Tuesday, November 22, 2011


After the fog cleared from receiving my genetic testing results, I decided that I heightened surveillance was the best route for me. My doctors recommended a routine of biannual clinical breast exams, yearly mammograms, and yearly MRI. Ideally, I will stretch these out over the entire year so that I see the doctor or have a test about every 3 months. However, with between pregnancy and nursing I hadn't been able to stick to that schedule so well in the past few years.

I have an appointment tomorrow morning again. Mitch and I will drive down to Neenah to meet with Dr. Colette Salm-Schmid. It's a normal surveillance and so much more this time. When I called to schedule this one, I told Monica (yes, I am on first name basis with the receptionist), "My name is Renee Jadin-Rice and I'm calling to schedule my prophylactic bilateral mastectomy." She laughed and said saying it out loud is sometimes the hardest part.

I'm nervous right before every appointment. That’s when my anxiety is at it’s peak. Sometimes it’s just that morning when I’m getting ready or on the drive there. Other times it’s all week long. I worry that this could be my day. This could be the last time I walk in the doctor as a preventative measure. I think of how quickly would my life could change if cancer is discovered. On several occasions, I’ve had doctors touch my breasts for the first time and say “Oh…they are lumpy” so I do have justified reason for feeling concern. My appointment at the end of August was the first time that I made it all the way through without crying—big step!

But tomorrow is more. It's the first time that Mitch will be meeting Dr. Colette. I love this lady. Meeting her changed my outlook on so many things. I leave her office feeling spectacular about myself. I just hope he likes her as much as I do. We're going to be spending a lot of time with her over the next few months.

I went through quite a search to find a breast specialist that I liked. The worst one I tried wouldn't even see me and had her nurse meet with me instead. But the first time I met Dr. Colette it was so different. Just sitting in her waiting room that first time, I knew she was the one that I wanted to work with for this. My first clue was a puzzle on the coffee table. (I was once called puzzle-girl.) Second, there was a very elderly man waiting there doing the puzzle. His wife walked back into the waiting room to join him. Somebody accompanied her holding her elbow as she shuffled back to him. I could see her drains and it was obvious what she was there for. I overheard bits of the conversation as the staff member complimented him on talking great care of his wife, set them up with everything the need before the next appointment, and even had someone walk them out to their car because of those confusing hospital hallways. I tried not to stare too much, but when I realized that this was the doctor, not just a friendly nurse helping them out, I couldn't stop watching. She was so kind and caring to this couple that I knew right then and there that she'd be the one for me.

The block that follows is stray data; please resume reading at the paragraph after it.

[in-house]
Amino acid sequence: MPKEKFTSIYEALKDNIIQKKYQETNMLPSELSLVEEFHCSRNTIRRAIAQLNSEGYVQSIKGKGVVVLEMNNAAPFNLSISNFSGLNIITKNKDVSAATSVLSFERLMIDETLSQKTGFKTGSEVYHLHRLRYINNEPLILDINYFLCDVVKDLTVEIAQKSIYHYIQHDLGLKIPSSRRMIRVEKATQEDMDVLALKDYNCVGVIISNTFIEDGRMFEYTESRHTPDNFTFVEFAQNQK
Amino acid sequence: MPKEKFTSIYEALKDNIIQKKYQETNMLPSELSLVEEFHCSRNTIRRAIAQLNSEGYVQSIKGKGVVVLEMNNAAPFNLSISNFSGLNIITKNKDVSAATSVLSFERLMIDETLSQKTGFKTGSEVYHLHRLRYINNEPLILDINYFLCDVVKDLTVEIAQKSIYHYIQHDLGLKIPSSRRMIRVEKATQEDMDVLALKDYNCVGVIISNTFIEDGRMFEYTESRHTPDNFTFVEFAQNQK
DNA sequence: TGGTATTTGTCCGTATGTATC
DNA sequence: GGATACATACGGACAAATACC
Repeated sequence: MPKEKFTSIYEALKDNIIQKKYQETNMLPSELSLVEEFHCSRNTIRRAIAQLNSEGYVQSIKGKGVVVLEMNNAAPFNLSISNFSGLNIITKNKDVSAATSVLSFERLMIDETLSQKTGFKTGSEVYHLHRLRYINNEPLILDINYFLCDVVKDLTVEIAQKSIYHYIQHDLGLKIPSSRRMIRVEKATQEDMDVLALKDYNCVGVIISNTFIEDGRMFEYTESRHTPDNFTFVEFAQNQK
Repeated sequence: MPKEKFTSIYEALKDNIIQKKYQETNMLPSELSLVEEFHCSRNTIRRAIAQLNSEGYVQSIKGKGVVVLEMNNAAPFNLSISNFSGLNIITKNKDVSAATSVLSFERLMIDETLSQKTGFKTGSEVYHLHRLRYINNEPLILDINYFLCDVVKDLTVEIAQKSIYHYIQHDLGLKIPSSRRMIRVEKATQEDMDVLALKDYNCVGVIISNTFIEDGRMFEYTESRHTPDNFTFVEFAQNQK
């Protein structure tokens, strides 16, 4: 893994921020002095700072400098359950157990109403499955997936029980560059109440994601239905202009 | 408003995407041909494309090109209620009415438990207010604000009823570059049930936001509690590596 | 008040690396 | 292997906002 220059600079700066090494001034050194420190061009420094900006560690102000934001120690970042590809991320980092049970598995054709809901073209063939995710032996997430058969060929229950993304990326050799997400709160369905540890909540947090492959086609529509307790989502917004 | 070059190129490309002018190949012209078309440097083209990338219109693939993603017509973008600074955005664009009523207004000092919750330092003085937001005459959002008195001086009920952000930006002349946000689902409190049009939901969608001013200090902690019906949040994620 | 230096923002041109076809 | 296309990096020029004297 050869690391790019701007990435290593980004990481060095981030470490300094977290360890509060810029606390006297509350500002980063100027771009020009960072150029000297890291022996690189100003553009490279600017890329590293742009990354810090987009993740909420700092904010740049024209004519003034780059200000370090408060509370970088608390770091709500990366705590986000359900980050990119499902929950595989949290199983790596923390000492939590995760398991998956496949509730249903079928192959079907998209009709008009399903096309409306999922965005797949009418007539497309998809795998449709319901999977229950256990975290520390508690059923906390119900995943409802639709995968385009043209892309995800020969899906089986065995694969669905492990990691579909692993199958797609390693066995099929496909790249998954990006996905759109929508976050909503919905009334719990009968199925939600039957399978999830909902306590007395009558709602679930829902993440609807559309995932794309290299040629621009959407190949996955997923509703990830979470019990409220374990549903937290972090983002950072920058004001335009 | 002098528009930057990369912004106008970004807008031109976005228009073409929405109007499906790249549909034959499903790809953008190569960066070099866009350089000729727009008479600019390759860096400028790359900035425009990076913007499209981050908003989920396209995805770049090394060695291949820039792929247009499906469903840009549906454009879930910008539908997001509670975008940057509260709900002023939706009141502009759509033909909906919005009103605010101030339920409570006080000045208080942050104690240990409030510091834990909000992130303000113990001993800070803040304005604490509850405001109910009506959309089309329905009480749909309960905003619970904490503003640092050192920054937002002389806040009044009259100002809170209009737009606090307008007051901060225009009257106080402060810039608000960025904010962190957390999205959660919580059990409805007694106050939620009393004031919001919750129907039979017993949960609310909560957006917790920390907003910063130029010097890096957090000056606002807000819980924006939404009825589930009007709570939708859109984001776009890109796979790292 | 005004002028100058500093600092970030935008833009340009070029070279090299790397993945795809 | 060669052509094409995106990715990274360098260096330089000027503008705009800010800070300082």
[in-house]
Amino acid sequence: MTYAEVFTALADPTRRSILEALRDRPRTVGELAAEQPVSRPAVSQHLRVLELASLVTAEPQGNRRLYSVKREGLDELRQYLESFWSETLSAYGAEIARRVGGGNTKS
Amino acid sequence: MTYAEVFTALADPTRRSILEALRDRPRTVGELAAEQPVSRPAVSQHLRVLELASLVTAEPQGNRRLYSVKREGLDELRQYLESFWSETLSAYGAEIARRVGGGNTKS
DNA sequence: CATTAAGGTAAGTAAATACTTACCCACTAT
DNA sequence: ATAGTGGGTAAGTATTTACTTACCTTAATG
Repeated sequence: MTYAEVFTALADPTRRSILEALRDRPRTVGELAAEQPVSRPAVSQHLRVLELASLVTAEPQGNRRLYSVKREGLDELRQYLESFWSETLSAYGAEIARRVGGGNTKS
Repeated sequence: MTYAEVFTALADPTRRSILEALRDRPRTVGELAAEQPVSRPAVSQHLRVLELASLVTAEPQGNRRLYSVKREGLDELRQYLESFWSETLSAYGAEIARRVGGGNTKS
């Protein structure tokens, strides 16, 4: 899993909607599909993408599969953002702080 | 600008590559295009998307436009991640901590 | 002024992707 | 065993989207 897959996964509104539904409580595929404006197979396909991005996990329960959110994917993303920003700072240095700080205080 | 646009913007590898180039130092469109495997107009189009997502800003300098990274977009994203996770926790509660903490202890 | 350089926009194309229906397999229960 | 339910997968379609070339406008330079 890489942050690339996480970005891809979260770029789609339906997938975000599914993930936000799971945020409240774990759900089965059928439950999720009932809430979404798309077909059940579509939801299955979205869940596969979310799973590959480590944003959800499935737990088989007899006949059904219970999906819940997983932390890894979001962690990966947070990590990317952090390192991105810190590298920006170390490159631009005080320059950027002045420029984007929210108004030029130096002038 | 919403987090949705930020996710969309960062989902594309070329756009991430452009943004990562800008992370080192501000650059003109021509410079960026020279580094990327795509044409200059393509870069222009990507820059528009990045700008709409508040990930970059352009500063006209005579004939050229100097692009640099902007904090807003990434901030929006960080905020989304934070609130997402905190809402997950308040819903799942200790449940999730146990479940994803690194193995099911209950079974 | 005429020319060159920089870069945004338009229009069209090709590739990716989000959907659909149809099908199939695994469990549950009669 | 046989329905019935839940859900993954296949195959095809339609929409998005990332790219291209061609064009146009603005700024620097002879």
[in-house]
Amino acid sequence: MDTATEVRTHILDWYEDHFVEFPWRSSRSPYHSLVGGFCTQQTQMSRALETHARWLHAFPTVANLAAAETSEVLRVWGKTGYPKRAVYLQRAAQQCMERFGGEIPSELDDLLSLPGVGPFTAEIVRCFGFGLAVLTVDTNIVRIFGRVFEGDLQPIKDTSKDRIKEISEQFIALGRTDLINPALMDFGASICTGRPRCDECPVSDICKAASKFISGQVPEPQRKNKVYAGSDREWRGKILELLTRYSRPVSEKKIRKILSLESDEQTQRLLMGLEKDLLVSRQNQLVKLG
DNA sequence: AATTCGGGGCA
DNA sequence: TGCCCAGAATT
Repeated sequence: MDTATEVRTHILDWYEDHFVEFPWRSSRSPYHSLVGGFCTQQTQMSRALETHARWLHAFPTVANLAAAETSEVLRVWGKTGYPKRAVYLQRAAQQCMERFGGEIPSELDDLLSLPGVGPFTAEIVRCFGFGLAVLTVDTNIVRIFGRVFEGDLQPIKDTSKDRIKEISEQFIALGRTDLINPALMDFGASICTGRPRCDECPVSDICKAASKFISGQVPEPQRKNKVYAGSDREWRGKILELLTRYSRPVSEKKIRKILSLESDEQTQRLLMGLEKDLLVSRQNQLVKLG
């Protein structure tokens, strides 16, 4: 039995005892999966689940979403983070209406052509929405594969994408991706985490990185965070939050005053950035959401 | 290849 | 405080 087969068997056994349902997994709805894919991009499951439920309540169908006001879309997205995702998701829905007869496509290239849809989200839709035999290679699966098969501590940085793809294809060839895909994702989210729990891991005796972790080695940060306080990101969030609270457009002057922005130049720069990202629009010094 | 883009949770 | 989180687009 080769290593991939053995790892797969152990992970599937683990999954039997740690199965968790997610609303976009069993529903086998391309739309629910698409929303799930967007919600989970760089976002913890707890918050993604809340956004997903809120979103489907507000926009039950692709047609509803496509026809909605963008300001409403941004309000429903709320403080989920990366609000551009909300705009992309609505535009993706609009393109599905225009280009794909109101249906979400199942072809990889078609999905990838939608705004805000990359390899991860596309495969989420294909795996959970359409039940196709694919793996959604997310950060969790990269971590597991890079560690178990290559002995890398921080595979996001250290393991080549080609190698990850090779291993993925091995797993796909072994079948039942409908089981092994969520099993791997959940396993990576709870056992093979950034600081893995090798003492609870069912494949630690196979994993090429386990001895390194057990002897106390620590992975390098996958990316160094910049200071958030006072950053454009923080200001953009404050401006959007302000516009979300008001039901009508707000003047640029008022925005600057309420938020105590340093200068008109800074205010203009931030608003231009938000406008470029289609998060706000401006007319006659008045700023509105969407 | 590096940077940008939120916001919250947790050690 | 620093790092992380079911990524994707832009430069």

Our first appointment and all of the rest that followed have been just fantastic. She writes down everything she talks to you about on her pink pad of paper, draws diagrams and outlines, and then makes a copy of it so we both get to keep a copy of it. I will get my results for all tests from both my regular doctor and Dr. Colette. My regular doctor's office will call and say, "Your test results came back negative." Dr. Colete will call and tell me, "You MRI looked beautiful." It's a small difference in words, but huge difference in feelings.

She was the one who finally explained to me about my 3 options: lifestyle changes, chemo-preventative medicine, or risk reducing surgeries. For the last five years, I have made as many lifestyle changes as I can. I am finally ready to move onto the risk reducing surgeries. At tomorrow's appointment, we will set the date.

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